It’s a well-established fact that Blackberry Smoke are one of our favourites. The Southern rockers have been doing their laid back Southern drenched Country Rock for over two decades, each release proving to be a little more sophisticated than their last. Whilst the band prepare for their seventh full length, they have released a six-track homage to the historic Capricorn Sound Studios in Macon, Georgia, an epicentre of the Southern Rock genre in the early Seventies. The Smoke are donating a portion of sales to the Recording Academy’s MusiCares COVID-19 Relief Fund. This EP consists of tracks recorded earlier this year at the legendary studios – the first project cut there by a major recording act in over 40 years. It sees Blackberry Smoke take songs tied to the Capricorn’s studio and record label.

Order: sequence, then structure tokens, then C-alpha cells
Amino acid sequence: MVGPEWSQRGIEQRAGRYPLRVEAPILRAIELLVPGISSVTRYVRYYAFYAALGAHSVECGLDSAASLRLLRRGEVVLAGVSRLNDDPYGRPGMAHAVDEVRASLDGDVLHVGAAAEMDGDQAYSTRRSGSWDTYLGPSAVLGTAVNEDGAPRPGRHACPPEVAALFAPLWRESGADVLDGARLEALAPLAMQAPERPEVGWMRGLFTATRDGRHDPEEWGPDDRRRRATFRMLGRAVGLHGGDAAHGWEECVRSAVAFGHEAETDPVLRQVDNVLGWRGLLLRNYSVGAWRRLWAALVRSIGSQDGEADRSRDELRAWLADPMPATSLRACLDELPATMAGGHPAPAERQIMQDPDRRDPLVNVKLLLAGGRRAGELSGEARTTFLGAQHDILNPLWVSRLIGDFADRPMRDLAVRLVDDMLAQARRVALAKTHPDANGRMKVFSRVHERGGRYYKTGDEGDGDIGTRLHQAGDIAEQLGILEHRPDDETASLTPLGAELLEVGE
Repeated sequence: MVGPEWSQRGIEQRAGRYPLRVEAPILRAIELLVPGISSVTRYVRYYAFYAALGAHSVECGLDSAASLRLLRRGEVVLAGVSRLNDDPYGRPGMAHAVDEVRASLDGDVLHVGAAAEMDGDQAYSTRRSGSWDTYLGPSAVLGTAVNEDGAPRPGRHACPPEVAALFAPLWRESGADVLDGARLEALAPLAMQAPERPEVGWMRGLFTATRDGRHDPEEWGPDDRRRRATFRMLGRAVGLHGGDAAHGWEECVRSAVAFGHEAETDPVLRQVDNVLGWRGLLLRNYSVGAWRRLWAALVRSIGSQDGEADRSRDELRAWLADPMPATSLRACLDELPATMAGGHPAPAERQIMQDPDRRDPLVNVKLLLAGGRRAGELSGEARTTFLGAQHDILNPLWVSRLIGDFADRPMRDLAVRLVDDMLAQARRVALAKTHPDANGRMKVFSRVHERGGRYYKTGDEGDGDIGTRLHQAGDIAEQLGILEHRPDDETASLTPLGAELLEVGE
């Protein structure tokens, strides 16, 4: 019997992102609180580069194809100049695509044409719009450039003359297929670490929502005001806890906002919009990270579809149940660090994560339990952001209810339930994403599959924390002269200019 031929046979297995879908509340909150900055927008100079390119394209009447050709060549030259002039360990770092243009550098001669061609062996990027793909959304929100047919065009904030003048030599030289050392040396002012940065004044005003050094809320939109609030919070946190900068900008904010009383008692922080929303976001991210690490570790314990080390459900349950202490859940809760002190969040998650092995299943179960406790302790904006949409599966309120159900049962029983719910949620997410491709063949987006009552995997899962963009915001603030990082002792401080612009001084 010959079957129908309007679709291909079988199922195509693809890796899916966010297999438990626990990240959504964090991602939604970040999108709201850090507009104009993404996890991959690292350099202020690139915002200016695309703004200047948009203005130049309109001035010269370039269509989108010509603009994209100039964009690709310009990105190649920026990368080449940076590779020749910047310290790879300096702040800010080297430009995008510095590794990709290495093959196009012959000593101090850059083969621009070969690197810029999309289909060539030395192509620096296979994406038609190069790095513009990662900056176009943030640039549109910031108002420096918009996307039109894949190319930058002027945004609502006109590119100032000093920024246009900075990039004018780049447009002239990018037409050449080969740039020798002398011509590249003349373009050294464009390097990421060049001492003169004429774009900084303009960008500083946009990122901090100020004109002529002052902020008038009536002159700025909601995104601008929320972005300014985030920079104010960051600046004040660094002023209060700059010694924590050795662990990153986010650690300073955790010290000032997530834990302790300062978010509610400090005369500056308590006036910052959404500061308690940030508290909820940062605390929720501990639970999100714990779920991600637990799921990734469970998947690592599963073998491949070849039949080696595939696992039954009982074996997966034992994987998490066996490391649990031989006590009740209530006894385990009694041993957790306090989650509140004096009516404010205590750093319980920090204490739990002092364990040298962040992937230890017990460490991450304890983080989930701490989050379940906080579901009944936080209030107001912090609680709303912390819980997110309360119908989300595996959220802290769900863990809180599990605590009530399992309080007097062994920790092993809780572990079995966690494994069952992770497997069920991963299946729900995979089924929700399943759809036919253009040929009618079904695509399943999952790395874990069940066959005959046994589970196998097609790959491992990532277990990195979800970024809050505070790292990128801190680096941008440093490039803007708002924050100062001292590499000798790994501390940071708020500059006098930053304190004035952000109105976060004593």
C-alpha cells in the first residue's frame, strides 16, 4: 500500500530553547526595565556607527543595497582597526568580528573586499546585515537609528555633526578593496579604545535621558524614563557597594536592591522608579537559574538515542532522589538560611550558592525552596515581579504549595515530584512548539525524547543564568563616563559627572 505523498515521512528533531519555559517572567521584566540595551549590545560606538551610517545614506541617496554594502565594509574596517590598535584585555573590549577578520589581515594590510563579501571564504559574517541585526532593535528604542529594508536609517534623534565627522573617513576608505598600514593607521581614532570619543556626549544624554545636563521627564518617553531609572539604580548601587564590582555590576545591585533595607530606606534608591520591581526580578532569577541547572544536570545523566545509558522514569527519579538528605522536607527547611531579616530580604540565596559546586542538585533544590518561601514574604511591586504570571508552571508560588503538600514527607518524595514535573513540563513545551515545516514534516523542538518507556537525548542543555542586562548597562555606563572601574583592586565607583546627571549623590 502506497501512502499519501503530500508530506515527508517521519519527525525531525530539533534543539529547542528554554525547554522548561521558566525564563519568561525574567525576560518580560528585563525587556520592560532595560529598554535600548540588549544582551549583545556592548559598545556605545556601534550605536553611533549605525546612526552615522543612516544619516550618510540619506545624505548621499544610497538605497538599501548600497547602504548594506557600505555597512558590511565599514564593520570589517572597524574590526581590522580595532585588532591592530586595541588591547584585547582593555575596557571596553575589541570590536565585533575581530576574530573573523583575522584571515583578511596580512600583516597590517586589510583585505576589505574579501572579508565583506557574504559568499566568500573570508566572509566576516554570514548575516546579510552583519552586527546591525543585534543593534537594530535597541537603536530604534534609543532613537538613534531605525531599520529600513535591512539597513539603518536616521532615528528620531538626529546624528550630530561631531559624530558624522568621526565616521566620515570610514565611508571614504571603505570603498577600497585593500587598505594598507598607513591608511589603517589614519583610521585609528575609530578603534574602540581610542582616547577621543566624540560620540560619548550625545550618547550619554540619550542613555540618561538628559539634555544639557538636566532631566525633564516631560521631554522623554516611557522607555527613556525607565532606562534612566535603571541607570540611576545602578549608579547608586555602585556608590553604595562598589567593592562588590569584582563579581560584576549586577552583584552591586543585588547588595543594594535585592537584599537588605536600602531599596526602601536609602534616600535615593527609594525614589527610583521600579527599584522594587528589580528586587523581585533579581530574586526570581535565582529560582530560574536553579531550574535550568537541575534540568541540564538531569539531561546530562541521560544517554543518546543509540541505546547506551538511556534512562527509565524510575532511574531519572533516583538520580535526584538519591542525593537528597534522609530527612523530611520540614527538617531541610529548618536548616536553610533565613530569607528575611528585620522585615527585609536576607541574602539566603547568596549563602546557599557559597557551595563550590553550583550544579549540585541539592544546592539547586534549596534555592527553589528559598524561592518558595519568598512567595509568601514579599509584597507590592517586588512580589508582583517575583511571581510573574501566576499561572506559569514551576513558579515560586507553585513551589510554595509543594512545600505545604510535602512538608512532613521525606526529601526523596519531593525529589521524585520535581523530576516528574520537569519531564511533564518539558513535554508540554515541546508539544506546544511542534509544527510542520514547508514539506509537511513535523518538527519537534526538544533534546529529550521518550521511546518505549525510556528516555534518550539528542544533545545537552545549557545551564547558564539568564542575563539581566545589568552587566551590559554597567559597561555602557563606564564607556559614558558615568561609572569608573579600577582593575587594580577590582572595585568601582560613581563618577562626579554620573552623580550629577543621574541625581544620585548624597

As one would expect, it’s a polished and flawless recording, with the band tackling one of their live staples, Midnight Rider by the Allman Brothers Band in typically relaxed yet flawless style. Of note on this legendary song is that Charlie Starr plays Duane Allman’s iconic Goldtop Les Paul guitar. The Marshall Tucker Band’s Take The Highway features Marcus Henderson on flute, and whilst the band are tight and capture the essence of the track superbly, the flute is a minor irritant. Two songs from Wet Willie sees guest vocals from Jimmy Hall, a member of Wet Willie during Capricorn’s heyday, with Keep On Smiling holding a nice Van Morrison vibe. The other Allman Brothers Band song featured is Revival, and there’s little to say other than that Blackberry Smoke make this music sound easy. It’s fluid, comfortable and totally enjoyable.